“I think the expectation overall would be that we’re probably looking at policies more like what we see in … the Dakotas, Wyoming and Idaho,” Raile said. “We don’t know for sure and I think there’s a larger liberal population in Montana than you have in those states, but I don’t know that liberals are going to have a lot of avenues for pursuing their interests in the next two years.”

In the high-profile Senate race pitting Democrat Gov. Steve Bullock against the incumbent, Republican Sen. Steve Daines, the Associated Press unofficially called a Daines victory. Following suit, the AP announced Republican Greg Gianforte’s defeat over opponent Democrat Mike Cooney. 

Other unofficial statewide victors include Republicans Christi Jacobsen for Secretary of State, Austin Knudsen for Attorney General and Troy Downing for State Auditor. From Big Sky’s House District 64, Republican Jane Gillette won the representative seat.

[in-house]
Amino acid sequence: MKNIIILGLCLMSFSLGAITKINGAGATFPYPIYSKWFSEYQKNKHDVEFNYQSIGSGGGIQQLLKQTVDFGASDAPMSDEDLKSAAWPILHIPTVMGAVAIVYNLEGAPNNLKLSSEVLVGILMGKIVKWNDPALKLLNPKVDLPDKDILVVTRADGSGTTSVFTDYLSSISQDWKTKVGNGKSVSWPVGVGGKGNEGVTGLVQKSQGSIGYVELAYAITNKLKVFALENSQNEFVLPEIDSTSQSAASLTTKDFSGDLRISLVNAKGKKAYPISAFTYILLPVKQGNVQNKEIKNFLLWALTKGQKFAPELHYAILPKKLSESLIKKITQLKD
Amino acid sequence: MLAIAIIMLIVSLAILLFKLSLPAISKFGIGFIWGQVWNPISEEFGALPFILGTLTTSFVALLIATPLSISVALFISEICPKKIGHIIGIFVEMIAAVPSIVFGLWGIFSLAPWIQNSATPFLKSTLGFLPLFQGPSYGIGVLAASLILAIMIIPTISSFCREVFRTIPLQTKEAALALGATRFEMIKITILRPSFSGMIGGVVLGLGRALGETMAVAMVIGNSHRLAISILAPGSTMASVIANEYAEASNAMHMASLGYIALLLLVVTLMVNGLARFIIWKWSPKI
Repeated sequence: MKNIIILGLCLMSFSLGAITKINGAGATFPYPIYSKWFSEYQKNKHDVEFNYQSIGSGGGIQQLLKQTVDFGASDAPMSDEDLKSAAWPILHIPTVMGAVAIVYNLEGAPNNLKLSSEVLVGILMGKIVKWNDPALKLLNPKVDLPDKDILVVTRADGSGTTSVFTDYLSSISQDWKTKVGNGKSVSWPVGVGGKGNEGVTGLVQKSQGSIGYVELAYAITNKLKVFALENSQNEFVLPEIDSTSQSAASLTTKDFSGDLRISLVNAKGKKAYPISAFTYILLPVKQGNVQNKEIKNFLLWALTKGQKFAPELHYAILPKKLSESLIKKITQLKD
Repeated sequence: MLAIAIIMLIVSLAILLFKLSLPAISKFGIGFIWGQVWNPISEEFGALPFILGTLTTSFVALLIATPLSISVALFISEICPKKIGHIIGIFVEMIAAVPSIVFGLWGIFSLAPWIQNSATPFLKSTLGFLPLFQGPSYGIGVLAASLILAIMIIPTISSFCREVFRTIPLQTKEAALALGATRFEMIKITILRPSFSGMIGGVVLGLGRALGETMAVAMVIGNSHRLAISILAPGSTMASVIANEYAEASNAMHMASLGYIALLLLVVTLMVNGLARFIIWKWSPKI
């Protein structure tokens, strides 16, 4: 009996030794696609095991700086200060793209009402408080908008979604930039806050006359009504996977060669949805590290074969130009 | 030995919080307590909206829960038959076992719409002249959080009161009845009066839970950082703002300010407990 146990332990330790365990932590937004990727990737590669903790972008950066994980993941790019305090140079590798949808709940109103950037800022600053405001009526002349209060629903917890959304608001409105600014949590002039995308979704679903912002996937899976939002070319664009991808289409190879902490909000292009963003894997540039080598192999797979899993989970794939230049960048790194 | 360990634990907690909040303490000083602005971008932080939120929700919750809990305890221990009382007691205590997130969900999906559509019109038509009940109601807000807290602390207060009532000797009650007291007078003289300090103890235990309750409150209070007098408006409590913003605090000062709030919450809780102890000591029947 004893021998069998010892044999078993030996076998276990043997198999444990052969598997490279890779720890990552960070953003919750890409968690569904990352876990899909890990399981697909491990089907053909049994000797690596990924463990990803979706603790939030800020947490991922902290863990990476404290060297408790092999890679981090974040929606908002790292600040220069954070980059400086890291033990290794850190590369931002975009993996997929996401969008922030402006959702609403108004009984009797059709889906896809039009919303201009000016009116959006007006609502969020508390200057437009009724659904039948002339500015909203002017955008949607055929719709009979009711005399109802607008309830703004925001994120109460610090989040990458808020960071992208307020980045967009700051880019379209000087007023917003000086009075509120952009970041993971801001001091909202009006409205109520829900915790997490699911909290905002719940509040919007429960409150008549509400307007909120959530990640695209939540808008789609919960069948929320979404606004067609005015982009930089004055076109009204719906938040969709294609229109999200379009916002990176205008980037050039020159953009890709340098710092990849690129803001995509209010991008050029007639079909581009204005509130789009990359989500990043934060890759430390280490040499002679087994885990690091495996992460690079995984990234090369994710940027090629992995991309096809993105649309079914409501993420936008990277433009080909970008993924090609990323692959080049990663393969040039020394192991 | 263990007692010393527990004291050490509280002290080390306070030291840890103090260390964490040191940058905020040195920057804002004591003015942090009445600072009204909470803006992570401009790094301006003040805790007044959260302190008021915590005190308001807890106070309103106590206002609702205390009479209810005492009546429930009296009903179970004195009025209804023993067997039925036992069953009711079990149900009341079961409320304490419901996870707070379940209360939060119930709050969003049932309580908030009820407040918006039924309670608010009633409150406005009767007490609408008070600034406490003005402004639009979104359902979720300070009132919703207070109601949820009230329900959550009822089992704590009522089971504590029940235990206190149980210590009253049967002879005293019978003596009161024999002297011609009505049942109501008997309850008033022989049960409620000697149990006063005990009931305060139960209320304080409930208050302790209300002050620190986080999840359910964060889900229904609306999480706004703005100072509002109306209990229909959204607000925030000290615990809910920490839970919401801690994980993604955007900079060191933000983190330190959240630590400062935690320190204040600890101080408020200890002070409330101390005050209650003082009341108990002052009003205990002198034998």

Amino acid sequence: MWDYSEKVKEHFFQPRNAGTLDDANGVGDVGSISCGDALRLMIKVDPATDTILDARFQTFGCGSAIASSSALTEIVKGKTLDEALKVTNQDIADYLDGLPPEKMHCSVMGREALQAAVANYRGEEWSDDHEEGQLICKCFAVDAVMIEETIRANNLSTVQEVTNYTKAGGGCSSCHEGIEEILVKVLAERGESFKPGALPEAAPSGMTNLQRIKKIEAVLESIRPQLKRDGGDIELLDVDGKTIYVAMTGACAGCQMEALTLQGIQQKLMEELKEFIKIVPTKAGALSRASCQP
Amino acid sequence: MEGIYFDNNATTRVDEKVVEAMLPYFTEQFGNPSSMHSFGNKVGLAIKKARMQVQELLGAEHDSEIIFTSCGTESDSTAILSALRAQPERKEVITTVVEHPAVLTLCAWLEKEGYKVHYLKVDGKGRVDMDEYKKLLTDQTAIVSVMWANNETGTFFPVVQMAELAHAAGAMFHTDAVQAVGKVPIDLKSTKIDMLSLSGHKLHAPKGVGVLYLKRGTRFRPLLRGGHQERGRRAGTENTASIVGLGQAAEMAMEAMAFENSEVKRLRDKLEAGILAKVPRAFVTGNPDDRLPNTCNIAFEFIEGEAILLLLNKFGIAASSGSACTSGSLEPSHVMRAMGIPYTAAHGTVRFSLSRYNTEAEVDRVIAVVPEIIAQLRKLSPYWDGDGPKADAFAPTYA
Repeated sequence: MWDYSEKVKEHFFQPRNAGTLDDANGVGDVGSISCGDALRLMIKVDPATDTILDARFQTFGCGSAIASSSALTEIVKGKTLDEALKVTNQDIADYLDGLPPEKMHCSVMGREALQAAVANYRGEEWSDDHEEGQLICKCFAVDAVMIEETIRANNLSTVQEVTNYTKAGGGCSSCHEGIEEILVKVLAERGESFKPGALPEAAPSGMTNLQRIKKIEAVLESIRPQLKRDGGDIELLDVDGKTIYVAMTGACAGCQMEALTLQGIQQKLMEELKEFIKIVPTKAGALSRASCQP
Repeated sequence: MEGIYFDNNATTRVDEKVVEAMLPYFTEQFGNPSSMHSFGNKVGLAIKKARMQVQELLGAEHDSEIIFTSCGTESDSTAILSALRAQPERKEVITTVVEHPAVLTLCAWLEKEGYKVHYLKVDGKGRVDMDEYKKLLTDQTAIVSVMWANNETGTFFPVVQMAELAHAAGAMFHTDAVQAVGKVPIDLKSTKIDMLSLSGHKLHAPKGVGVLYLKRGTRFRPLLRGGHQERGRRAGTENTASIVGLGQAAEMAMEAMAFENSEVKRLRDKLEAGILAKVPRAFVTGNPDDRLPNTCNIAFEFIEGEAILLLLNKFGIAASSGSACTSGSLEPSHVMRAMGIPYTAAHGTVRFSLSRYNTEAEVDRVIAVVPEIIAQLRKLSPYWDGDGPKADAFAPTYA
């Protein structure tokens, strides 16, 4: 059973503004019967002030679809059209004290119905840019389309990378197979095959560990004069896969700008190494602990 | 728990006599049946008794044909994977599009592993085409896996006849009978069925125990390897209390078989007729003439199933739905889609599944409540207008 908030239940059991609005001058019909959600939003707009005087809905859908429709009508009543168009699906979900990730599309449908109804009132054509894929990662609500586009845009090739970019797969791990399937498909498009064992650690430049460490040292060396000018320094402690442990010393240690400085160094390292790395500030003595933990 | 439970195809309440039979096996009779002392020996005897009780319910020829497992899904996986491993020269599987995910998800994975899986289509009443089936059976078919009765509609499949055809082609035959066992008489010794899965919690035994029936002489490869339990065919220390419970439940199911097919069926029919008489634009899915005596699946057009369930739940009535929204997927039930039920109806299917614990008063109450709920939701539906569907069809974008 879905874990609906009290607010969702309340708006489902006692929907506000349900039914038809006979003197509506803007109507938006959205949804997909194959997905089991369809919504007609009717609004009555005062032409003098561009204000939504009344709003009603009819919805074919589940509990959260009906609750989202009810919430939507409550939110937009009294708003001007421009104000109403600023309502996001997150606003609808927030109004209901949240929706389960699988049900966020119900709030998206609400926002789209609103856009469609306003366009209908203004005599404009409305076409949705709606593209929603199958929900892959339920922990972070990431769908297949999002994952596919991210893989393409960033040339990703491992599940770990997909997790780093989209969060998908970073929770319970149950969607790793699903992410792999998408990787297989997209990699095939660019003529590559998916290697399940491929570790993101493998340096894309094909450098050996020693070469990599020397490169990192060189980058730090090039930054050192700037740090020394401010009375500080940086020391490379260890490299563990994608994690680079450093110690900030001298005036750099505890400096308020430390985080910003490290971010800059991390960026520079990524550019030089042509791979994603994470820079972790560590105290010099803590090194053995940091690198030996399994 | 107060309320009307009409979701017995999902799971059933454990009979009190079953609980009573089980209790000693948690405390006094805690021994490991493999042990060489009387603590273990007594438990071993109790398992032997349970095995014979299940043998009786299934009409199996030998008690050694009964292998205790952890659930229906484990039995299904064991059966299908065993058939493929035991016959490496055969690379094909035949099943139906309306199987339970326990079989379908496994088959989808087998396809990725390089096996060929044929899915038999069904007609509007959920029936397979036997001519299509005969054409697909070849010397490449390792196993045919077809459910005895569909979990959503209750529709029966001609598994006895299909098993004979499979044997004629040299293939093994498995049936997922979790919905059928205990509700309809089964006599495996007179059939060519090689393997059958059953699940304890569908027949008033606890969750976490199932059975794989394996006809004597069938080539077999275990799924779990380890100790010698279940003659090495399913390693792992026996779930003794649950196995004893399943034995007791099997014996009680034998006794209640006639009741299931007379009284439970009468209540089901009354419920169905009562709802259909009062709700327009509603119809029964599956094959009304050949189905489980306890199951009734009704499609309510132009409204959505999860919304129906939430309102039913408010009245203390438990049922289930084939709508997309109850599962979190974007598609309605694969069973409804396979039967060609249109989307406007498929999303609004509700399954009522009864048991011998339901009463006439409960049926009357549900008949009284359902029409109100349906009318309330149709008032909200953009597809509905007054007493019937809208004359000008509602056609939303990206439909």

According to Johnson, an “engaged and active Trump electorate” gave Montana Republicans the prevailing edge. For the first time since 2004, Montana will have unified government through the marriage of a Republican governor and Republican-controlled Legislature. “There’s going to be changes,” Johnson said of Montana’s new political landscape in a Nov. 4 interview. “Elections have consequences.”

Johnson predicted that issues that have not held much attention in Montana’s government will gain a spotlight. “It will not be good for labor unions in the state, it will be more pro-business legislation introduced,” he said, adding that conservative takes on social issues like abortion will likely gain more traction. 

Despite the outcomes of the election, Bozeman voter Martin expressed a call for unity. 

“Regardless of who wins or loses, there’s going to be a lot of people who … need support,” Martin said. “We really need each other as Americans not to become more divided because of who won or lost, but to be more connected.”